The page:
Though perhaps not as prevalent a career option as wishing to become a rock'n'roll star, train driver or astronaut, there are those who have a serious hankering from an early age to race bicycles. Had the bicycle always been front and centre for Dan, or did he consider himself a late developer? "In high school I was a swimmer. I swam from when I was about nine years old until I was 18. There was a bit of overlap with bikes coming in to my life but I don't think the bike became "front and center" for me until I was 20 or so. I guess that makes me a late developer. But as a swimmer I was training six days a week, between three and five hours a day. In high school it was sometimes twice a day. I competed at national level a few times. So when racing a bike became something I decided to focus on I already knew what it took so to speak."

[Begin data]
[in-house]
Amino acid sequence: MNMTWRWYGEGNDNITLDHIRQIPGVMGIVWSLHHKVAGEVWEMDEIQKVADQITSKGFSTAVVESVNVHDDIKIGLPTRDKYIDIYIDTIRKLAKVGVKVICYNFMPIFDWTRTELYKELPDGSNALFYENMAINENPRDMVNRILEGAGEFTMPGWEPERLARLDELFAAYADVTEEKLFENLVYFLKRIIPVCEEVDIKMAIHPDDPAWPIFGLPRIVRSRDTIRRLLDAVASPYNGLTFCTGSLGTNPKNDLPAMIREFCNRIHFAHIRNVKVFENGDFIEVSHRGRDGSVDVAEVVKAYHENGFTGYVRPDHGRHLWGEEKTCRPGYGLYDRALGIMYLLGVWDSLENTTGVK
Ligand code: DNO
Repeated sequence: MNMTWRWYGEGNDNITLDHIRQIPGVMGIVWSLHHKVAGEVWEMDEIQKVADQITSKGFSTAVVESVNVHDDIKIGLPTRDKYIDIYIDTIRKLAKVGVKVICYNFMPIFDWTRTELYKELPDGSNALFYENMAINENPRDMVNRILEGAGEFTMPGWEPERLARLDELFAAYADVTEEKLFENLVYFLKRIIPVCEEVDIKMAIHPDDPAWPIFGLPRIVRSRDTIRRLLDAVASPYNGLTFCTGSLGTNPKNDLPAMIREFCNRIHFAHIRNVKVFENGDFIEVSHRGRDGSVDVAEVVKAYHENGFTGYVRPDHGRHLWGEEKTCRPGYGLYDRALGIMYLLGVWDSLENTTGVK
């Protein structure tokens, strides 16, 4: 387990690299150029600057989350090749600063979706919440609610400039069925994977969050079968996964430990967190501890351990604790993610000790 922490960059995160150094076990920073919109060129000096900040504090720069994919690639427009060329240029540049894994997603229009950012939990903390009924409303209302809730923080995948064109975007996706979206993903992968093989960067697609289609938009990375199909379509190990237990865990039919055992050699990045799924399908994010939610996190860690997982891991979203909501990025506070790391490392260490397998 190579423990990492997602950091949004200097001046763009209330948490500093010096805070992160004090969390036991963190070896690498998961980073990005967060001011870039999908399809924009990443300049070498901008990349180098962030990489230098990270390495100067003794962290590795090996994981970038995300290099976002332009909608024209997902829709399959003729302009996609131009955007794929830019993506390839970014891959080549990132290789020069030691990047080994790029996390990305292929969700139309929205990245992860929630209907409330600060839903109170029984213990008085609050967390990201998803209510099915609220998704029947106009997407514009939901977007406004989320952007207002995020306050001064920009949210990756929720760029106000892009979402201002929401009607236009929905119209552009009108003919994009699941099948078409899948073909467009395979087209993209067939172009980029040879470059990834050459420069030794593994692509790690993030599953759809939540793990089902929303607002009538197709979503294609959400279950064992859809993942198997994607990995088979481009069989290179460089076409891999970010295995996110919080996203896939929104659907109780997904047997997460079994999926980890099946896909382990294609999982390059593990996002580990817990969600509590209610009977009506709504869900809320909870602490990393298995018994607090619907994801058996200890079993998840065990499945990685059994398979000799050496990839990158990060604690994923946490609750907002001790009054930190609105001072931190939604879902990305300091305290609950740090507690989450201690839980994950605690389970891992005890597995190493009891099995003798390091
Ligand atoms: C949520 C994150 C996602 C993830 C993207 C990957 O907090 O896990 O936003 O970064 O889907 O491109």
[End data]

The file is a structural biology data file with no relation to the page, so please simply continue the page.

The life of a cycle messenger is well documented by way of blogs, videos and books, and though it allows cycling on a daily basis, it's certainly not what you'd call an easy job option. it is, however, a way to earn a living. Was cycle messengering for Dan simply an opportunity to ride his bike all day, or simply a way to earn a living that happened to require a bike? "At first it was a way to be on the bike all day. As racing and training began to take over my life more and more, it became just how I paid my bills. When that switch happened I knew I had to find some other way of making money. It's not the easiest job on the body and the higher you go in bike racing the more rest you need. But I have no regrets. Getting on the bike for work is how I eventually ended up where I am today. A lot of couriers in the NYC scene were ex-racers or guys like me who were young, eager and wanted to give racing a shot. We used to ride out to the Kissena Velodrome, make some minor modifications to our work bikes and race the Wednesday night series in the summer."